The Lockman Hole project: LOFAR observations and spectral index properties of low-frequency radio sources

E. K. Mahony, R. Morganti, I. Prandoni, I. M. van Bemmel, T. W. Shimwell, M. Brienza, P. N. Best, M. Brüggen, G. Calistro Rivera, F. de Gasperin, M. J. Hardcastle, J. J. Harwood, G. Heald, M. J. Jarvis, S. Mandal, G. K. Miley, E. Retana-Montenegro, H. J. A. Röttgering, J. Sabater, C. TasseS. van Velzen, R. J. van Weeren, W. L. Williams, G. J. White

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The Lockman Hole is a well-studied extragalactic field with extensive multi-band ancillary data covering a wide range in frequency, essential for characterising the physical and evolutionary properties of the various source populations detected in deep radio fields (mainly star-forming galaxies and AGNs). In this paper we present new 150-MHz observations carried out with the LOw Frequency ARray (LOFAR), allowing us to explore a new spectral window for the faint radio source population. This 150-MHz image covers an area of 34.7 square degrees with a resolution of 18.6$\times$14.7 arcsec and reaches an rms of 160 $\mu$Jy beam$^{-1}$ at the centre of the field. As expected for a low-frequency selected sample, the vast majority of sources exhibit steep spectra, with a median spectral index of $\alpha_{150}^{1400}=-0.78\pm0.015$. The median spectral index becomes slightly flatter (increasing from $\alpha_{150}^{1400}=-0.84$ to $\alpha_{150}^{1400}=-0.75$) with decreasing flux density down to $S_{150} \sim$10 mJy before flattening out and remaining constant below this flux level. For a bright subset of the 150-MHz selected sample we can trace the spectral properties down to lower frequencies using 60-MHz LOFAR observations, finding tentative evidence for sources to become flatter in spectrum between 60 and 150 MHz. Using the deep, multi-frequency data available in the Lockman Hole, we identify a sample of 100 Ultra-steep spectrum (USS) sources and 13 peaked spectrum sources. We estimate that up to 21 percent of these could have $z>4$ and are candidate high-$z$ radio galaxies, but further follow-up observations are required to confirm the physical nature of these objects.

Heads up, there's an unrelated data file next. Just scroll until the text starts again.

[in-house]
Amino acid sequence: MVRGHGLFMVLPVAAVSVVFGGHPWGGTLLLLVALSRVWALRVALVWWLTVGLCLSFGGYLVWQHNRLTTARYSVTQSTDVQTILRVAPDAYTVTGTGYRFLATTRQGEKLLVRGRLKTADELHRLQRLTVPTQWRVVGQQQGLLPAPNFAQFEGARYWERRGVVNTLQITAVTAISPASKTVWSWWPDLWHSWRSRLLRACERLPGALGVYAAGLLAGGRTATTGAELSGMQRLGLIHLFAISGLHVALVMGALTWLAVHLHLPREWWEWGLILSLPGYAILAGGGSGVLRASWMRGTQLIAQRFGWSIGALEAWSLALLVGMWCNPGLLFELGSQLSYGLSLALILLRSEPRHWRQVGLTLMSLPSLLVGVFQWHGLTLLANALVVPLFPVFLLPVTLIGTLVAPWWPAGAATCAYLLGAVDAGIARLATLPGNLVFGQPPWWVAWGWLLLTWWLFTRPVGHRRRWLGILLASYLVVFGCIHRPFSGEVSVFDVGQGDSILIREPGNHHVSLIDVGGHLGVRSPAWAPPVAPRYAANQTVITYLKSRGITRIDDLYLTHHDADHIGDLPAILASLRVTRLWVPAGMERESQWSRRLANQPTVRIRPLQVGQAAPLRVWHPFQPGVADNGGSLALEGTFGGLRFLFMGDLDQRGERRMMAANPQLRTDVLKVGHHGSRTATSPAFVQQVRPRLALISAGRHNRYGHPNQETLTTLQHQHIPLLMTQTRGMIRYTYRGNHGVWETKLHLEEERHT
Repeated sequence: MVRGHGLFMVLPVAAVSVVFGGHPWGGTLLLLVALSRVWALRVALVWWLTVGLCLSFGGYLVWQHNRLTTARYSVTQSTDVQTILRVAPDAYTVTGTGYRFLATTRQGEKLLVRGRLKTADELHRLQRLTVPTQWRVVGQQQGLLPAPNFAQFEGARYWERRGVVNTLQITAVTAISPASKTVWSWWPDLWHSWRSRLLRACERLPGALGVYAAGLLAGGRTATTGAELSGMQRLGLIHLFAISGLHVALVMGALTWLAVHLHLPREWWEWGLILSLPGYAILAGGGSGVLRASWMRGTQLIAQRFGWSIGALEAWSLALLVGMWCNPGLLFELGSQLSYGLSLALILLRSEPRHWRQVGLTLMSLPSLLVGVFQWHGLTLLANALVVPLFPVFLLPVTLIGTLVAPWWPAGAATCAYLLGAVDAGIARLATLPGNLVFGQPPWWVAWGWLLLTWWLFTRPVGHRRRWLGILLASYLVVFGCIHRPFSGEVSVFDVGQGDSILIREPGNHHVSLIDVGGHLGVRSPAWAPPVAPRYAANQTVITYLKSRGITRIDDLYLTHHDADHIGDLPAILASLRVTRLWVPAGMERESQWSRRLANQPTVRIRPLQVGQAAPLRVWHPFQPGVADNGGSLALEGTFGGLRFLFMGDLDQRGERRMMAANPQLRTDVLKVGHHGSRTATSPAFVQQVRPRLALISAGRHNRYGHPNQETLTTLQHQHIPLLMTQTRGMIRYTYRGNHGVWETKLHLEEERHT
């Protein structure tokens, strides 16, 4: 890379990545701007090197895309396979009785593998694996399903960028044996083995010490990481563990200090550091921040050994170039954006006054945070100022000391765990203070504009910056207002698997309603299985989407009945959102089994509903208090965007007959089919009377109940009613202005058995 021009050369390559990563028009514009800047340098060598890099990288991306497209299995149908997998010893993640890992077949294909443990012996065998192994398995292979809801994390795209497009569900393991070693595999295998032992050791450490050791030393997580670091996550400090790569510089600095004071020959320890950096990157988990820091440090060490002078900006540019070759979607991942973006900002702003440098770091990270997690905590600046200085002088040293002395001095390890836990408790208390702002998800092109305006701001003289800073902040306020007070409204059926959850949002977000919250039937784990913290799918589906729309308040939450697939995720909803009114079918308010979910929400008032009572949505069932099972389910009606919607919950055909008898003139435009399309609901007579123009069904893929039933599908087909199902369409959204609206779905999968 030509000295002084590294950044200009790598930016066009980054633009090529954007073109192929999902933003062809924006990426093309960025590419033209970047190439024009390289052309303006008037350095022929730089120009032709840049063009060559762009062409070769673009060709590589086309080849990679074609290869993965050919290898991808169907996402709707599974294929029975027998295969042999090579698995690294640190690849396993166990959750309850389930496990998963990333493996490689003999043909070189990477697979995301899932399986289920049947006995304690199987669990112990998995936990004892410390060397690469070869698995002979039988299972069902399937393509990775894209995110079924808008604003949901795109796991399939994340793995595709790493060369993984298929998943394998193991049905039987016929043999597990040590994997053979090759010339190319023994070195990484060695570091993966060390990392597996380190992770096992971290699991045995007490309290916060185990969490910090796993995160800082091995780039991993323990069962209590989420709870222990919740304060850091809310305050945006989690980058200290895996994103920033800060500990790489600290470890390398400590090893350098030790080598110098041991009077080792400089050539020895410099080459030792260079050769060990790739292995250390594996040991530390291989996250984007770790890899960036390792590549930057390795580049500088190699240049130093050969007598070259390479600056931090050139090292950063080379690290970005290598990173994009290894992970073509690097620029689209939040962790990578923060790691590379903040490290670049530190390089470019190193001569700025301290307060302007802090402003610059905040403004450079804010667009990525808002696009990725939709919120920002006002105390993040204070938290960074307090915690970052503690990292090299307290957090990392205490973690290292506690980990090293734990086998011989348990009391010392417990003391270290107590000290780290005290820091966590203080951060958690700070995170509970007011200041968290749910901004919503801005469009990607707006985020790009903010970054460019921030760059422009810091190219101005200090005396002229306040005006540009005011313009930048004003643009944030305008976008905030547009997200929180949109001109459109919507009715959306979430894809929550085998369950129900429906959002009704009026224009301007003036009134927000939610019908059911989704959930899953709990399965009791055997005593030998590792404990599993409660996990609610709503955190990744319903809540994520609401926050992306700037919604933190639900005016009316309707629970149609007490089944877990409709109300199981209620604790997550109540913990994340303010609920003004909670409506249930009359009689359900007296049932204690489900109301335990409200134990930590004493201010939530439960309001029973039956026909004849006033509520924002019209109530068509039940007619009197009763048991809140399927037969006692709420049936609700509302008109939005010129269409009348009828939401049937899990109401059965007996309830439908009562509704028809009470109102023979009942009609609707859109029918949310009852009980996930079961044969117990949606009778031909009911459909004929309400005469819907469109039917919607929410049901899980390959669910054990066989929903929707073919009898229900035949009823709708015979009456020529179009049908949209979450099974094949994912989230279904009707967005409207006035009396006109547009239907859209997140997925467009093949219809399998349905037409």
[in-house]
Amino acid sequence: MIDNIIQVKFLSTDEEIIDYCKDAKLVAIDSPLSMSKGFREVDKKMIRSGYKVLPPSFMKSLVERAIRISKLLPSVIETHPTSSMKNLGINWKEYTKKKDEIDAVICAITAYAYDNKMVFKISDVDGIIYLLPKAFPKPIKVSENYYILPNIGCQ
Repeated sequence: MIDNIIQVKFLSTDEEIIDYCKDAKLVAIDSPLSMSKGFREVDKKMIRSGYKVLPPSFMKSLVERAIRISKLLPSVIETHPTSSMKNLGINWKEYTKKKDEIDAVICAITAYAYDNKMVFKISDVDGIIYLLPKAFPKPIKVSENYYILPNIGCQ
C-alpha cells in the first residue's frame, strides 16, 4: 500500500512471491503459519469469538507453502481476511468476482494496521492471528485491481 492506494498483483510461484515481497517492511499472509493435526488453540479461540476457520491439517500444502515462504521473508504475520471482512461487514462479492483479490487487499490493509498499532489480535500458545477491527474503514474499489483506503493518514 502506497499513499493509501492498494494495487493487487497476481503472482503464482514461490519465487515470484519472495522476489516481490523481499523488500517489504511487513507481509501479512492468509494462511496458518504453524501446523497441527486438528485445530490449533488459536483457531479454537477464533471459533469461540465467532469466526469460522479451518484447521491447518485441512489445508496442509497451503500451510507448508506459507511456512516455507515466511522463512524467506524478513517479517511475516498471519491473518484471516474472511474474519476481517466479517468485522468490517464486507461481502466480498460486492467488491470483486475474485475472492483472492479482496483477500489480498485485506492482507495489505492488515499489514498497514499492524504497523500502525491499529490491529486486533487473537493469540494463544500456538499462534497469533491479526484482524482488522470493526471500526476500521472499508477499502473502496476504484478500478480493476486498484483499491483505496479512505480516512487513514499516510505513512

Original languageEnglish
Pages (from-to)2297-3020
Number of pages24
JournalMonthly Notices of the Royal Astronomical Society
Issue number3
Early online date5 Sept 2016
Publication statusPublished - 11 Dec 2016


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